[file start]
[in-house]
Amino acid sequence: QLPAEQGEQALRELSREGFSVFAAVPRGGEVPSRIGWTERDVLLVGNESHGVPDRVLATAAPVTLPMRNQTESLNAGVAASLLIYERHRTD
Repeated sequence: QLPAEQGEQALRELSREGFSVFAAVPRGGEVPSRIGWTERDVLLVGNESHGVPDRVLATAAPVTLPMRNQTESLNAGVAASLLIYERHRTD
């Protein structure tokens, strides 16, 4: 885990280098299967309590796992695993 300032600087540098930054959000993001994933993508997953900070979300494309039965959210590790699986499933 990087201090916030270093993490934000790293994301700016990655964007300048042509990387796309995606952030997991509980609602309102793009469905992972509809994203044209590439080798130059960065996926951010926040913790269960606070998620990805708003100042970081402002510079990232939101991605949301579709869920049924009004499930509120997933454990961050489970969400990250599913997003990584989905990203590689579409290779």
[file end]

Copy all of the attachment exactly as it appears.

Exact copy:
[in-house]
Amino acid sequence: QLPAEQGEQALRELSREGFSVFAAVPRGGEVPSRIGWTERDVLLVGNESHGVPDRVLATAAPVTLPMRNQTESLNAGVAASLLIYERHRTD
Repeated sequence: QLPAEQGEQALRELSREGFSVFAAVPRGGEVPSRIGWTERDVLLVGNESHGVPDRVLATAAPVTLPMRNQTESLNAGVAASLLIYERHRTD
């Protein structure tokens, strides 16, 4: 885990280098299967309590796992695993 300032600087540098930054959000993001994933993508997953900070979300494309039965959210590790699986499933 990087201090916030270093993490934000790293994301700016990655964007300048042509990387796309995606952030997991509980609602309102793009469905992972509809994203044209590439080798130059960065996926951010926040913790269960606070998620990805708003100042970081402002510079990232939101991605949301579709869920049924009004499930509120997933454990961050489970969400990250599913997003990584989905990203590689579409290779």